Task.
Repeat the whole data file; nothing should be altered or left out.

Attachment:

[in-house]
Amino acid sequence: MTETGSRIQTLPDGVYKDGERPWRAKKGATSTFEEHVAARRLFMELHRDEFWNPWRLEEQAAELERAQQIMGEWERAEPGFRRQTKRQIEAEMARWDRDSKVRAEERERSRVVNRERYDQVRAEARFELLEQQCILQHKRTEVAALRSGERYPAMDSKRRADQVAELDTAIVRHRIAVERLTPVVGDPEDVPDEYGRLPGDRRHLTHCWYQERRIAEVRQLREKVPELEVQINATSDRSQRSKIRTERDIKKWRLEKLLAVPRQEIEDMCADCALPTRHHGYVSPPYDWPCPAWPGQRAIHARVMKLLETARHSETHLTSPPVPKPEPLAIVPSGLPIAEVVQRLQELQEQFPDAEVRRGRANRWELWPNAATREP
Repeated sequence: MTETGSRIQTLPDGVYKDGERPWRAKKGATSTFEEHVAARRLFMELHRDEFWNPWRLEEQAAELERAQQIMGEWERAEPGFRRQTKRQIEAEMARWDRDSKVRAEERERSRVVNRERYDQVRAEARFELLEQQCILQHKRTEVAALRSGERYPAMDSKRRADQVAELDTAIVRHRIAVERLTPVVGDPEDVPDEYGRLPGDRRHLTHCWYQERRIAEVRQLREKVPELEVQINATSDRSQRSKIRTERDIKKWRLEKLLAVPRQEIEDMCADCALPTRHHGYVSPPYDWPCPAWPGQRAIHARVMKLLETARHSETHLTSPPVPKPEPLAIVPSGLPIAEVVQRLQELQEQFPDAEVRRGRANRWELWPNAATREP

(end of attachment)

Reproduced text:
[in-house]
Amino acid sequence: MTETGSRIQTLPDGVYKDGERPWRAKKGATSTFEEHVAARRLFMELHRDEFWNPWRLEEQAAELERAQQIMGEWERAEPGFRRQTKRQIEAEMARWDRDSKVRAEERERSRVVNRERYDQVRAEARFELLEQQCILQHKRTEVAALRSGERYPAMDSKRRADQVAELDTAIVRHRIAVERLTPVVGDPEDVPDEYGRLPGDRRHLTHCWYQERRIAEVRQLREKVPELEVQINATSDRSQRSKIRTERDIKKWRLEKLLAVPRQEIEDMCADCALPTRHHGYVSPPYDWPCPAWPGQRAIHARVMKLLETARHSETHLTSPPVPKPEPLAIVPSGLPIAEVVQRLQELQEQFPDAEVRRGRANRWELWPNAATREP
Repeated sequence: MTETGSRIQTLPDGVYKDGERPWRAKKGATSTFEEHVAARRLFMELHRDEFWNPWRLEEQAAELERAQQIMGEWERAEPGFRRQTKRQIEAEMARWDRDSKVRAEERERSRVVNRERYDQVRAEARFELLEQQCILQHKRTEVAALRSGERYPAMDSKRRADQVAELDTAIVRHRIAVERLTPVVGDPEDVPDEYGRLPGDRRHLTHCWYQERRIAEVRQLREKVPELEVQINATSDRSQRSKIRTERDIKKWRLEKLLAVPRQEIEDMCADCALPTRHHGYVSPPYDWPCPAWPGQRAIHARVMKLLETARHSETHLTSPPVPKPEPLAIVPSGLPIAEVVQRLQELQEQFPDAEVRRGRANRWELWPNAATREP